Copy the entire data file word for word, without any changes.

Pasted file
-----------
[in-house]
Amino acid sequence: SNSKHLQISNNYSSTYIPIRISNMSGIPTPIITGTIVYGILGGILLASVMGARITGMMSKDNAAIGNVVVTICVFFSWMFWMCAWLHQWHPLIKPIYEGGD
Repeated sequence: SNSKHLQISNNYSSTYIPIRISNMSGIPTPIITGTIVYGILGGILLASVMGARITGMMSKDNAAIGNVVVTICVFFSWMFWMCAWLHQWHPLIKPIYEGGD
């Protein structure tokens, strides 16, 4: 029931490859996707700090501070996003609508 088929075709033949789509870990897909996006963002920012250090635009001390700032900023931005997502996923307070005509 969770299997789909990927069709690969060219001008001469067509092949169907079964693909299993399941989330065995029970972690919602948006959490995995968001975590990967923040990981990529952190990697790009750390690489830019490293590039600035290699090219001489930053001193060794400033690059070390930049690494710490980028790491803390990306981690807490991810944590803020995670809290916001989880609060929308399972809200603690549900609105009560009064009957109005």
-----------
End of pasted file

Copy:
[in-house]
Amino acid sequence: SNSKHLQISNNYSSTYIPIRISNMSGIPTPIITGTIVYGILGGILLASVMGARITGMMSKDNAAIGNVVVTICVFFSWMFWMCAWLHQWHPLIKPIYEGGD
Repeated sequence: SNSKHLQISNNYSSTYIPIRISNMSGIPTPIITGTIVYGILGGILLASVMGARITGMMSKDNAAIGNVVVTICVFFSWMFWMCAWLHQWHPLIKPIYEGGD
């Protein structure tokens, strides 16, 4: 029931490859996707700090501070996003609508 088929075709033949789509870990897909996006963002920012250090635009001390700032900023931005997502996923307070005509 969770299997789909990927069709690969060219001008001469067509092949169907079964693909299993399941989330065995029970972690919602948006959490995995968001975590990967923040990981990529952190990697790009750390690489830019490293590039600035290699090219001489930053001193060794400033690059070390930049690494710490980028790491803390990306981690807490991810944590803020995670809290916001989880609060929308399972809200603690549900609105009560009064009957109005």